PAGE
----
News / South Africa / Government

Lucky Nkuyane
2 minute read
10 Sep 2019
6:20 am

Mangaung debt crisis affects water supply

Lucky Nkuyane

Water restrictions have been implemented in all areas in Mangaung until further notice.

Dry tap. Picture: AFP / File / Peter PARKS

Residents of the troubled Mangaung metro municipality continue to bear the brunt of the municipality’s financial distress, as the Bloem Water Board has reinstated restricted water supply.

The water board started its water restrictions on Sunday, with board spokesperson Kido Thoabala saying this stemmed from the metro’s failure to honour its debt repayment of millions of rands.

She said the two entities had several engagements around the issue of nonpayment and some disputed matters had been dealt with through a mediation process by National Treasury and a court judgment that called for a 30-day notice of reduced supply be given by Bloem Water.

In a statement, Thoabala said the public should be aware of the water restrictions that will be implemented in all areas in Mangaung until further notice.

It was previously reported that the municipality’s water debt skyrocketed to at least R449 million from an initial R419 million.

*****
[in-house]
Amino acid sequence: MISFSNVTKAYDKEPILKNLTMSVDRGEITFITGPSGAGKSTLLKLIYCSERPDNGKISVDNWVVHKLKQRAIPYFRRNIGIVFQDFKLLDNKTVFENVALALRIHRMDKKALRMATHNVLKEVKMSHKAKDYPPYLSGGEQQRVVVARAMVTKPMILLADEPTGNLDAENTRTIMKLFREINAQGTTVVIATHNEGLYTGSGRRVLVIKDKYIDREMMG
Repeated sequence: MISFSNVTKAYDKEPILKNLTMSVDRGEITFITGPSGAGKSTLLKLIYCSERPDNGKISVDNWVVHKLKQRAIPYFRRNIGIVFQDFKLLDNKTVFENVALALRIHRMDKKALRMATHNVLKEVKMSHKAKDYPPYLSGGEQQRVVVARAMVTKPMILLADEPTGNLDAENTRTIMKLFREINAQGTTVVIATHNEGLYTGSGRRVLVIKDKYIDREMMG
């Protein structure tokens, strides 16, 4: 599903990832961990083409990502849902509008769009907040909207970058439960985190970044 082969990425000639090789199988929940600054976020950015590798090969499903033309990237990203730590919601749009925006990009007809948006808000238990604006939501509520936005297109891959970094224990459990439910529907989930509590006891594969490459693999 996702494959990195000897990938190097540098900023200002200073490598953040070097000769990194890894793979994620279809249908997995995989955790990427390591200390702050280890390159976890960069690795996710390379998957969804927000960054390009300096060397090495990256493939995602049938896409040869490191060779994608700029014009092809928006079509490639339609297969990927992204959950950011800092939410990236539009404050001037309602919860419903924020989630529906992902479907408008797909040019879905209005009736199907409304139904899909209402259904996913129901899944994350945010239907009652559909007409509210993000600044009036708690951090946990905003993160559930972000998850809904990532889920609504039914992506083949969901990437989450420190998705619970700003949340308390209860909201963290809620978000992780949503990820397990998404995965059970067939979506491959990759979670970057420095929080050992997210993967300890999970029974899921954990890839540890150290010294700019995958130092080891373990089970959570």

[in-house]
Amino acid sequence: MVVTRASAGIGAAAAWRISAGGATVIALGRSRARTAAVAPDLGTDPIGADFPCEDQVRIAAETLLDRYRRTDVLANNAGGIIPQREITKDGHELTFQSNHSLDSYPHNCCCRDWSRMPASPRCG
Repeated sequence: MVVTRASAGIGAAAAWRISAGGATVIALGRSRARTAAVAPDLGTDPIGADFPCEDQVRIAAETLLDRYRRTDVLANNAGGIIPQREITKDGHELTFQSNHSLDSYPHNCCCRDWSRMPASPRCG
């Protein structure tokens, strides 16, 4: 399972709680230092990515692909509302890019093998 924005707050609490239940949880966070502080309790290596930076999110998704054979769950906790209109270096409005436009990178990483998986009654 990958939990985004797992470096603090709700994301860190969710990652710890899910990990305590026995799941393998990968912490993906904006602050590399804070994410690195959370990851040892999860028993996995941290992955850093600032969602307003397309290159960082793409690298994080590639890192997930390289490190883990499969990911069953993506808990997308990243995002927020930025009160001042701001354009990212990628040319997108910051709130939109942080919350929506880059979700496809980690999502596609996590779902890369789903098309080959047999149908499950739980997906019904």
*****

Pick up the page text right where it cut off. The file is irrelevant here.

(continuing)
Thoabala said the metro was committed to the payment and not to offset the disputed accounts against due accounts.

“All the resolutions taken during these processes were mostly not adhered to by the metro,” she said.

“Bloem Water has been diligent and consistent in supplying bulk water at full capacity, despite continued nonpayment by the metro,” she added. “This situation has put the entity in an untenable position, which left it with no option but to reduce bulk water supply per section 4(5) of the Water Services Act 108 of 1997 (as amended). Bulk water supply will be reduced to 30% in line with the constitution.”

“The water supply reduction means that not all citizens in the metro will have access to water as the pressure will be low.”

Thoabala said besides these ramifications, the ongoing nonpayment by the metro was negatively impacting Bloem Water’s ability to meet its current operational requirements and implementation of critical infrastructure projects to meet demands.

“Bloem Water needs to pay for services to effectively and efficiently provide bulk water services,” she said.

The municipality has yet to comment.

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